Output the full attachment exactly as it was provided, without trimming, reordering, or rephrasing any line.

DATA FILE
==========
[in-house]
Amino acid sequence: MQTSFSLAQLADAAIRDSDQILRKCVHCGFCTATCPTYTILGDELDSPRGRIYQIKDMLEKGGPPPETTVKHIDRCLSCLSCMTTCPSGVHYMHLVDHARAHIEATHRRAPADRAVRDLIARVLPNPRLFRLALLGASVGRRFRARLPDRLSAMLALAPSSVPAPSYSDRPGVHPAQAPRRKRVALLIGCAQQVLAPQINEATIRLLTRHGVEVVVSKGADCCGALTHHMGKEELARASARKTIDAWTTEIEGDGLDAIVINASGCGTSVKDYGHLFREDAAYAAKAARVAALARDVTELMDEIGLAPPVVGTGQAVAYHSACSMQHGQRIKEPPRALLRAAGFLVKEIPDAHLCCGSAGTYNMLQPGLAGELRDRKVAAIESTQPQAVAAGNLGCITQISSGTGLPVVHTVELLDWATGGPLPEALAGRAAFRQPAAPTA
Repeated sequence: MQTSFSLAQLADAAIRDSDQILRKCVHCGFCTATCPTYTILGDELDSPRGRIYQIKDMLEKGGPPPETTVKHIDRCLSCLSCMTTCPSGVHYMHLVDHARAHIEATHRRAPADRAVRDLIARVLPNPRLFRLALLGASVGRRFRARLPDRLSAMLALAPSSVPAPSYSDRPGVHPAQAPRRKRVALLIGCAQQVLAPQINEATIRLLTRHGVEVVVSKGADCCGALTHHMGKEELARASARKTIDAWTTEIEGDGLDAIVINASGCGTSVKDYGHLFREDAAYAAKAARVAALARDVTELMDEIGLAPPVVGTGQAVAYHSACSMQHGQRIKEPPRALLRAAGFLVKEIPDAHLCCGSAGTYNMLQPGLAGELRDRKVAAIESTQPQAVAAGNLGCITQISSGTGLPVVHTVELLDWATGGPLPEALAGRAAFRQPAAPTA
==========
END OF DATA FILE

[in-house]
Amino acid sequence: MQTSFSLAQLADAAIRDSDQILRKCVHCGFCTATCPTYTILGDELDSPRGRIYQIKDMLEKGGPPPETTVKHIDRCLSCLSCMTTCPSGVHYMHLVDHARAHIEATHRRAPADRAVRDLIARVLPNPRLFRLALLGASVGRRFRARLPDRLSAMLALAPSSVPAPSYSDRPGVHPAQAPRRKRVALLIGCAQQVLAPQINEATIRLLTRHGVEVVVSKGADCCGALTHHMGKEELARASARKTIDAWTTEIEGDGLDAIVINASGCGTSVKDYGHLFREDAAYAAKAARVAALARDVTELMDEIGLAPPVVGTGQAVAYHSACSMQHGQRIKEPPRALLRAAGFLVKEIPDAHLCCGSAGTYNMLQPGLAGELRDRKVAAIESTQPQAVAAGNLGCITQISSGTGLPVVHTVELLDWATGGPLPEALAGRAAFRQPAAPTA
Repeated sequence: MQTSFSLAQLADAAIRDSDQILRKCVHCGFCTATCPTYTILGDELDSPRGRIYQIKDMLEKGGPPPETTVKHIDRCLSCLSCMTTCPSGVHYMHLVDHARAHIEATHRRAPADRAVRDLIARVLPNPRLFRLALLGASVGRRFRARLPDRLSAMLALAPSSVPAPSYSDRPGVHPAQAPRRKRVALLIGCAQQVLAPQINEATIRLLTRHGVEVVVSKGADCCGALTHHMGKEELARASARKTIDAWTTEIEGDGLDAIVINASGCGTSVKDYGHLFREDAAYAAKAARVAALARDVTELMDEIGLAPPVVGTGQAVAYHSACSMQHGQRIKEPPRALLRAAGFLVKEIPDAHLCCGSAGTYNMLQPGLAGELRDRKVAAIESTQPQAVAAGNLGCITQISSGTGLPVVHTVELLDWATGGPLPEALAGRAAFRQPAAPTA